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01-Introduction

19 February 2013

2nd Sem. 2012-2012

PKK 3304 BEHAVIOR AND HEALTH
Assoc. Prof. Dr. Zaitun Yassin Department of Nutrition & Dietetics Faculty of Medicine & Health Sciences Universiti Putra Malaysia

Learning Outcomes
    At the end of the lecture students will be able to: Determine his or her health behavior Discuss the historical perspective of health and behavior Compare the traditional and expended model of disease process Define the terms “behavioral medicine” and “health psychology”

Introduction
    “Behavior has long been identified as an important factor in determining health Technological, engineering and biomedical remedies have tried to disprove it Legal and regulatory approaches have tried to control it and protect people from other people’s behaviors These strategies have alternately declared their victories, only to find behavior breaking out somewhere else as a cause of ill-health”
(Green & Simons-Morton , Oxford Textbook of Public Health, 1991)

Historical Perspectives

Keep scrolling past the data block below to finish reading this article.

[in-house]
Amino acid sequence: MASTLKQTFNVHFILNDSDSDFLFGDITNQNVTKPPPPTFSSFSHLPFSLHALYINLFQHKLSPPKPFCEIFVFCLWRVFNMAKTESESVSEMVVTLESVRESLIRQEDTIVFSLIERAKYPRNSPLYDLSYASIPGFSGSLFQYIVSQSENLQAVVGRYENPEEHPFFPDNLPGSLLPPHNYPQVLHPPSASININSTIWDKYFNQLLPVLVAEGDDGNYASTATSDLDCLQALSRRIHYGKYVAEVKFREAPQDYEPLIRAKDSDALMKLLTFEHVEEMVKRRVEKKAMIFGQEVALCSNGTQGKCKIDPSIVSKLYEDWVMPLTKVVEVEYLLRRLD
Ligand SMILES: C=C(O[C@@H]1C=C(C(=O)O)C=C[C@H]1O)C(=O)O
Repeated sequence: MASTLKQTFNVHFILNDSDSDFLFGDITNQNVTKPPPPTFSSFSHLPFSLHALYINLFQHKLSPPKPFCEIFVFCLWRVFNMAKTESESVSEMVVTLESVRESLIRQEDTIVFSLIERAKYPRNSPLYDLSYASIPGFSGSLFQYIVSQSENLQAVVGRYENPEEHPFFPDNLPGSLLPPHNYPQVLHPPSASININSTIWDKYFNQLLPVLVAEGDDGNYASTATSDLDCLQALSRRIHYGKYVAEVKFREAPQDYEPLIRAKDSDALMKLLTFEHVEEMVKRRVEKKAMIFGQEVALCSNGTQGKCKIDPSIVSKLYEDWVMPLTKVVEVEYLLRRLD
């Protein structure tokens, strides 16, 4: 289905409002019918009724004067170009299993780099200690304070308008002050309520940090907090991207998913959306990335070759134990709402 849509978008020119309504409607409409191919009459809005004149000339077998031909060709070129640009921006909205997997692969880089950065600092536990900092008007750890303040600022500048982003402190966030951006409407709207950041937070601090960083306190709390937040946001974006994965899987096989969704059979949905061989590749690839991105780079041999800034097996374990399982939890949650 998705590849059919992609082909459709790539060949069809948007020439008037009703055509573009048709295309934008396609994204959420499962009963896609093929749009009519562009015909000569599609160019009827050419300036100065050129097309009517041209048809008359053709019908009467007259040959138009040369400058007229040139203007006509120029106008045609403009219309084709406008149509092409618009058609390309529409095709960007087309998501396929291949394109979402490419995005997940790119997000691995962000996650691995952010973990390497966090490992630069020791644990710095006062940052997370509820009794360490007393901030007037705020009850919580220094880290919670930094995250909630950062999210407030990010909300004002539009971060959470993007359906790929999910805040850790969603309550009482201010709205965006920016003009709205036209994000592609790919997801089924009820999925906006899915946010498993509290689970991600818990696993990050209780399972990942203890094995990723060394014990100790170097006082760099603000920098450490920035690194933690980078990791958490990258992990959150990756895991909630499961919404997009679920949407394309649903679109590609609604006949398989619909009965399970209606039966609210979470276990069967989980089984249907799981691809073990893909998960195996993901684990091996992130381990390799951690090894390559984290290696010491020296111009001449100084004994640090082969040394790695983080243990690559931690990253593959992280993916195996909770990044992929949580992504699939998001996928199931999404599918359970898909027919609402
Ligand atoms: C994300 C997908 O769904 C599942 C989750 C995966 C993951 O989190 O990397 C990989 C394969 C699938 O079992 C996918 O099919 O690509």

 Ancient writers adopted a holistic approach to health Hippocrates: “Health depends on a state of equilibrium among the various internal factors which govern the operation of the body and the mind; the equilibrium in turn is reached only when man lives in harmony with his external environment”.
[Cited in Dubos, 1959, The mirage of health, p. 114]

Historical Perspectives
17th–19th Centuries: Emergence of reductionist perspectives Newton, Decartes
 Secrets of health and disease could be understood solely in terms of physical

Historical Perspectives
Koch’s postulates were firmly entrenched by the end of the 19th century:  Etiological micro-organism must be present in every case of the disease  The micro-organism is not found in any other disease  The isolated microbe reproduces the disease when administered to a new host

illness
End of the 19th Century:
 Established that micro-organisms cause diseases; pathogenic effects can be avoided/reversed using antitoxins, vaccines  Cholera, diphtheria, leprosy, malaria, staphylococcus, tetanus, tuberculosis